Prior to MRAP’s survey, there existed no documented evidence for early Stone Age settlement in Mallakastra. This is in contrast to southern Albania, where there is good evidence, from the vicinity of Saranda for several periods of Stone Age occupation (see the Frosina Infobit by Dr. Karl M. Petruso on Konispol Cave). MRAP collected 400+ chipped stone artifacts, many of which, as it turns out, date to the Middle Paleolithic period (circa 200,000 to 35,000 years before present). Some of these tools were made using a technique, called Levallois, generally associated with Neanderthals. Of special importance, a very large Paleolithic site was discovered, designated Kryegjata B, perhaps the largest of its kind yet located in Albania. Of course, over the coming years, MRAP will continue to investigate the Stone Age archaeology of the Apollonia region.

Middle Paleolithic stone tool from Mallakastra. Drawing by I. Zaloshnija.

Artifacts dating to Albania’s historic periods, during which Apollonia was a bustling colonial city, are quite plentiful. Of great interest to archaeology, the intensity of settlement outside the city’s walls appears to have been heaviest during the Hellenistic (circa 4th-1st centuries B.C.), as opposed to the Classical (circa 6th-4th centuries B.C.), period, the reverse of settlement patterns found elsewhere in the Mediterranean. Accounting for this reversal will now be a specific target of MRAP’s future resarch. Might there be an environmental explanation for the increase, through time, in small, scattered farmsteads? an economic explanation? or perhaps the nature of Greek and native Illyrian socio-political interactions changed?

Investigations in Apollonia’s tremendous necropolis may help, in part, to answer some of these questions. This large cemetery incorporates an estimated 400+ tumuli (burial mounds) and potentially thousands of graves. Changes in funeral rites may represent the melding of traditional Illyrian and Greek customs. Another goal of MRAP, therefore, is to produce a digital map of the whole tumulus field, perhaps thereby shedding light on the origins and evolution of this fantastic Apollonian landmark, one monument among many that grace Mallakastra’s archaeological landscape.

In May-June of 1998, a team of Albanian and American archaeologists gathered to inaugurate a joint project of regional archaeological study in the vicinity of the ancient city of Apollonia (founded in 588 B.C.), located near the modern-day city of Fier, just above the village of Pojani. Under the direction of Professors Muzafer Korkuti (Instituti Arkeologjik, Tirana), and Jack Davis (University of Cincinnati, USA), the Mallakastra Regional Archaeological Project’s – MRAP’s – main goal is to survey wide tracts of countryside and inventory all archaeological remains, from the Stone Ages through recent times. Mallakastra provides the ideal environment for archaeological survey work. Because much of the region has not yet undergone extensive industrial or infrastructural development, archaeological sites have not been severly disturbed, as they have in other European countries. The majority of farmers practice traditional forms of agriculture, which preserve topsoil. Consequently, few archaeological sites have disappeared due to soil erosion. Finally, Albanian landowners have graciously allowed access to their fields, pastures, and orchards, in support of MRAP’s scientific endeavors.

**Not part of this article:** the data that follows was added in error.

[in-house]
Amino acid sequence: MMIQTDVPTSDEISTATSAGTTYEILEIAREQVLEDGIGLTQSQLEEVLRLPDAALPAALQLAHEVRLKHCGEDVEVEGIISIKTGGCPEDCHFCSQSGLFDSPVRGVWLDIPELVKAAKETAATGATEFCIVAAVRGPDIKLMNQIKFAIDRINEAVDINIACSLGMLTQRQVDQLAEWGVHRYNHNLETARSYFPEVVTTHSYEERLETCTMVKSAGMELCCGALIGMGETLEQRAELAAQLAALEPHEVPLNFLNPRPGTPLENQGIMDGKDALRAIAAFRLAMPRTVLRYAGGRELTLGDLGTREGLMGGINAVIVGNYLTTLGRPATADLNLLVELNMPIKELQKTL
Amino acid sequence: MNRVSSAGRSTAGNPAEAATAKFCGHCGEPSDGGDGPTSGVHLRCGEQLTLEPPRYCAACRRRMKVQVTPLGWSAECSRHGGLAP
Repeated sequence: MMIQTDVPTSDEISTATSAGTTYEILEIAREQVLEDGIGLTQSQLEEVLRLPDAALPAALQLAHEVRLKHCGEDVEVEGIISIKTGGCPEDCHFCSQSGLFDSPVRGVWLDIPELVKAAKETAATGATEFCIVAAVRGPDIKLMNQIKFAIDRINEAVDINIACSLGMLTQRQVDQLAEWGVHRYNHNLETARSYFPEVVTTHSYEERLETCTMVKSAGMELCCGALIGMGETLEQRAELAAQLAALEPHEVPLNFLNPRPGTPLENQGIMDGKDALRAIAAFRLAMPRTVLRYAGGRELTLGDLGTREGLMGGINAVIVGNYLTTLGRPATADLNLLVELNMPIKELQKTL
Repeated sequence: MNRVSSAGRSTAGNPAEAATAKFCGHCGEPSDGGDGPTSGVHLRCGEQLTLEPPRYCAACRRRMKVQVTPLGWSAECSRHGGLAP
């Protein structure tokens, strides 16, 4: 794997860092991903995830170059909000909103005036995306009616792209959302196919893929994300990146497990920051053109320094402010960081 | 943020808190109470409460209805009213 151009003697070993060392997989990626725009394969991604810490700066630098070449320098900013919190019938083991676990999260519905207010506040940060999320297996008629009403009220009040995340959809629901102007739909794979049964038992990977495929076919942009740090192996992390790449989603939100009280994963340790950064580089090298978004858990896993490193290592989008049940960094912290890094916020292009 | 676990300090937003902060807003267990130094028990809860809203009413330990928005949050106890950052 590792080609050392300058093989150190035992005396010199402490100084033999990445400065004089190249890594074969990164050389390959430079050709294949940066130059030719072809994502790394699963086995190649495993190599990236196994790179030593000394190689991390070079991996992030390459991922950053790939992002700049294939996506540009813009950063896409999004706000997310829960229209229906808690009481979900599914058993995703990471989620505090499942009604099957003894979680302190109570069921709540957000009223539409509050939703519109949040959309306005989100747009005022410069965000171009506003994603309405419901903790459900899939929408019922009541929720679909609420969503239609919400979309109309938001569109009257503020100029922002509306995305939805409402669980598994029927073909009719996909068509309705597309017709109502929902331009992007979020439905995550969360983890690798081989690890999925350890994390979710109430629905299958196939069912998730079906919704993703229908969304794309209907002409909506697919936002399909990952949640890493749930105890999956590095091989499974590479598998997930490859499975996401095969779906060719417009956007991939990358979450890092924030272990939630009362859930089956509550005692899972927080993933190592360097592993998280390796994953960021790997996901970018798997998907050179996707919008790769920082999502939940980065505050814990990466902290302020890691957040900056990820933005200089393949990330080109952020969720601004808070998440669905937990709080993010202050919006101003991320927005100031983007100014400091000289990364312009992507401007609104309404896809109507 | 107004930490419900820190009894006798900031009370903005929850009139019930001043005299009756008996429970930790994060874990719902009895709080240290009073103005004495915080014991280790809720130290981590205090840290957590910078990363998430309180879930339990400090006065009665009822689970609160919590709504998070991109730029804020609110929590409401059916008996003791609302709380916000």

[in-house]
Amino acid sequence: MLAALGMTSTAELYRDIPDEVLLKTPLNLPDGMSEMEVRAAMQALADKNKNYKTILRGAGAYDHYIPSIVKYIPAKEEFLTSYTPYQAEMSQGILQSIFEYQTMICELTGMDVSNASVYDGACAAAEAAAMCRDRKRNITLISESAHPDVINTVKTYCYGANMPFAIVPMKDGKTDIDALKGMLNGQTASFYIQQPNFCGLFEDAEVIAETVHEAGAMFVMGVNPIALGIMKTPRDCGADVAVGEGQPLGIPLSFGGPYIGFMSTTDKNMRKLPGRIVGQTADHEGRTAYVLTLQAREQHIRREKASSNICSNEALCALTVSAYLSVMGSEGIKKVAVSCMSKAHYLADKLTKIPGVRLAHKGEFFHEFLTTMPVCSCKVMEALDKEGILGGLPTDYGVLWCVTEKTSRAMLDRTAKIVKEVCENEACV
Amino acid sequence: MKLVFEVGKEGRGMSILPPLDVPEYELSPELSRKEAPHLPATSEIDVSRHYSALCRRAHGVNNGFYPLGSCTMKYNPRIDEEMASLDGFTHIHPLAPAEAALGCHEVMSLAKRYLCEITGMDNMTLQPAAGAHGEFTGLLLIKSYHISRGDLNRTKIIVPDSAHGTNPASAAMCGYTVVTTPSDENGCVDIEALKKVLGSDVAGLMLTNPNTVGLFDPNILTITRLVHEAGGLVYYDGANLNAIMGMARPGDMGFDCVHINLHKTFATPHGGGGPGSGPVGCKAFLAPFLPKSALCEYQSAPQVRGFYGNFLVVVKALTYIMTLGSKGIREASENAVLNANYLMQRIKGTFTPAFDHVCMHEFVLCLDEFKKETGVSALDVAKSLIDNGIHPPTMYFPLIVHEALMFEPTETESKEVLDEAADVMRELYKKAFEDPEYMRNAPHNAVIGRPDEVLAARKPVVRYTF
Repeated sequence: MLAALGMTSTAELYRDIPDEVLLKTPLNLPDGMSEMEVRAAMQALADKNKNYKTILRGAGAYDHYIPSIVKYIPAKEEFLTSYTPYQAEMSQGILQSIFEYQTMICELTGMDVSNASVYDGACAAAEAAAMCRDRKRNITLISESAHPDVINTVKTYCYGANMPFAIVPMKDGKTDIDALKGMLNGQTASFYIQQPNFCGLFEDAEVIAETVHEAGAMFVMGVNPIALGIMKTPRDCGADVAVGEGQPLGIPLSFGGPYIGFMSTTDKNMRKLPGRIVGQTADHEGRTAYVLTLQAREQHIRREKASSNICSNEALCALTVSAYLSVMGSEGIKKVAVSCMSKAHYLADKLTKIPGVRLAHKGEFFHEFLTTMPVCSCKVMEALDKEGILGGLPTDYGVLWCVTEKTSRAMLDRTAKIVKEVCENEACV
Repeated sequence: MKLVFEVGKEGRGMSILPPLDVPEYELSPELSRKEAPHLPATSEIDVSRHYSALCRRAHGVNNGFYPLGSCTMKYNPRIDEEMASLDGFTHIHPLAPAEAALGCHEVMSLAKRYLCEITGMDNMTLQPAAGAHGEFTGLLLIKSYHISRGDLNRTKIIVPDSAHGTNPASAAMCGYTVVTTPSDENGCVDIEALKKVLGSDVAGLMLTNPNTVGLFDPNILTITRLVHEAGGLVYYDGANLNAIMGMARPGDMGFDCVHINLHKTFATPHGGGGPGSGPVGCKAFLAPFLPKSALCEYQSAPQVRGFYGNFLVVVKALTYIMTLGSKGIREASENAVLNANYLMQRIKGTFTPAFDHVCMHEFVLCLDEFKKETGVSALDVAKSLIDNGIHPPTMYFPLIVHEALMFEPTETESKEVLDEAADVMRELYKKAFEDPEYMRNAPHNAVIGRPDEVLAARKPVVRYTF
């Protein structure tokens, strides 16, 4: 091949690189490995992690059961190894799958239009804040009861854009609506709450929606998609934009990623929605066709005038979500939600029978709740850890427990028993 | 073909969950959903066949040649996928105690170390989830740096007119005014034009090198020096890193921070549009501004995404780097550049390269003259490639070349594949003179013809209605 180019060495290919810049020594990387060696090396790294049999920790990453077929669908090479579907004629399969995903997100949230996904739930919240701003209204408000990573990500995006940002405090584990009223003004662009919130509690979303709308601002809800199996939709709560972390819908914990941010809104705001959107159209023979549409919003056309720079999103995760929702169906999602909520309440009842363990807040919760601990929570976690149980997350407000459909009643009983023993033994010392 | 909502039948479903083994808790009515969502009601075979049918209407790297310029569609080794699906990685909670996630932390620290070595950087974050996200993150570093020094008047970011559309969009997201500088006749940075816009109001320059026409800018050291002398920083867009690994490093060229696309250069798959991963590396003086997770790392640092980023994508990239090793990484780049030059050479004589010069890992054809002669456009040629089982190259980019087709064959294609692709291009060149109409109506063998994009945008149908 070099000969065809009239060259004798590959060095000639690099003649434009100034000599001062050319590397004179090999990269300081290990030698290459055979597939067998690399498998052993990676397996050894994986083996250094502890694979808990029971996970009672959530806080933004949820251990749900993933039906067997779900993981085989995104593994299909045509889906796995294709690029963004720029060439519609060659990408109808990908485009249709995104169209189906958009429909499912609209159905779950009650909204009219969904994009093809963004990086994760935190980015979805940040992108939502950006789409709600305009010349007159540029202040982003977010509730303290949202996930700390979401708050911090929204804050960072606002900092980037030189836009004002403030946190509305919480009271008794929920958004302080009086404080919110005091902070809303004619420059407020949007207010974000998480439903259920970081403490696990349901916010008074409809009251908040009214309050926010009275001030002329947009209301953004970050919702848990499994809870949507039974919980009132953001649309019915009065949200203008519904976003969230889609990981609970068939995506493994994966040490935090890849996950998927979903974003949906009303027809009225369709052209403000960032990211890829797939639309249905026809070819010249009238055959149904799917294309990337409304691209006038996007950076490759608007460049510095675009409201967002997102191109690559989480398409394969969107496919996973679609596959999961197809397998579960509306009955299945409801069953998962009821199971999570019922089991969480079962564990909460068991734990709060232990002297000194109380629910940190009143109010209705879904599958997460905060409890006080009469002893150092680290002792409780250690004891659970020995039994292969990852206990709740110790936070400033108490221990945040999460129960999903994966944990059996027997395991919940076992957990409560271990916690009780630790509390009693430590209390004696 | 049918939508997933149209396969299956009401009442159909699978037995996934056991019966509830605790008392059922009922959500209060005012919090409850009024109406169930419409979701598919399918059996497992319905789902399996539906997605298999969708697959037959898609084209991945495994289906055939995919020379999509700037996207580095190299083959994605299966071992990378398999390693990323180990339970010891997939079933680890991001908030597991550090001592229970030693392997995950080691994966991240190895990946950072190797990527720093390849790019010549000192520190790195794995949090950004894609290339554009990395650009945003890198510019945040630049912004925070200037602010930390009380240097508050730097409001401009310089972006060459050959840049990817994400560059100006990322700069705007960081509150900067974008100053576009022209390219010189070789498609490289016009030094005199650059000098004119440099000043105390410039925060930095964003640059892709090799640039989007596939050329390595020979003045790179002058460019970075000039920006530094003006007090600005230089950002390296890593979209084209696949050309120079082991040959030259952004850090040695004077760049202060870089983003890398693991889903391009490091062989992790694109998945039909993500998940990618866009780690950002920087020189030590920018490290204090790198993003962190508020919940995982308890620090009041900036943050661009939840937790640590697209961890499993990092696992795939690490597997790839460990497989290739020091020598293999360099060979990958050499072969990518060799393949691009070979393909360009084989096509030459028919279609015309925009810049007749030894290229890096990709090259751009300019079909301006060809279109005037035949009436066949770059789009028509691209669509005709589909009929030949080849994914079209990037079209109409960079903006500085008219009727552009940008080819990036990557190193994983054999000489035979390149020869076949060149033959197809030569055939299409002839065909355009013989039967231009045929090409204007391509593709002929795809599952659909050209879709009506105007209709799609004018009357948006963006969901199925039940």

In the first season of work, over the course of approximately twelve days, two teams of MRAP archaeologists operated in small valleys to the east of Apollonia, surveying nearly five square kilometers. Referring to topographic maps, team members systematically searched the landscape, pinpointing sites of past human activity, mapping them, and collecting artifact samples. Collected artifacts were returned to Apollonia’s museum to be catalogued and registered in a computer database. At the same time, a MRAP geologist worked to interpret the area’s complex geography. Fieldwork produced surprising and scientifically important results.

Prior to MRAP’s survey, there existed no documented evidence for early Stone Age settlement in Mallakastra. This is in contrast to southern Albania, where there is good evidence, from the vicinity of Saranda for several periods of Stone Age occupation (see the Frosina Infobit by Dr. Karl M. Petruso on Konispol Cave). MRAP collected 400+ chipped stone artifacts, many of which, as it turns out, date to the Middle Paleolithic period (circa 200,000 to 35,000 years before present). Some of these tools were made using a technique, called Levallois, generally associated with Neanderthals. Of special importance, a very large Paleolithic site was discovered, designated Kryegjata B, perhaps the largest of its kind yet located in Albania. Of course, over the coming years, MRAP will continue to investigate the Stone Age archaeology of the Apollonia region.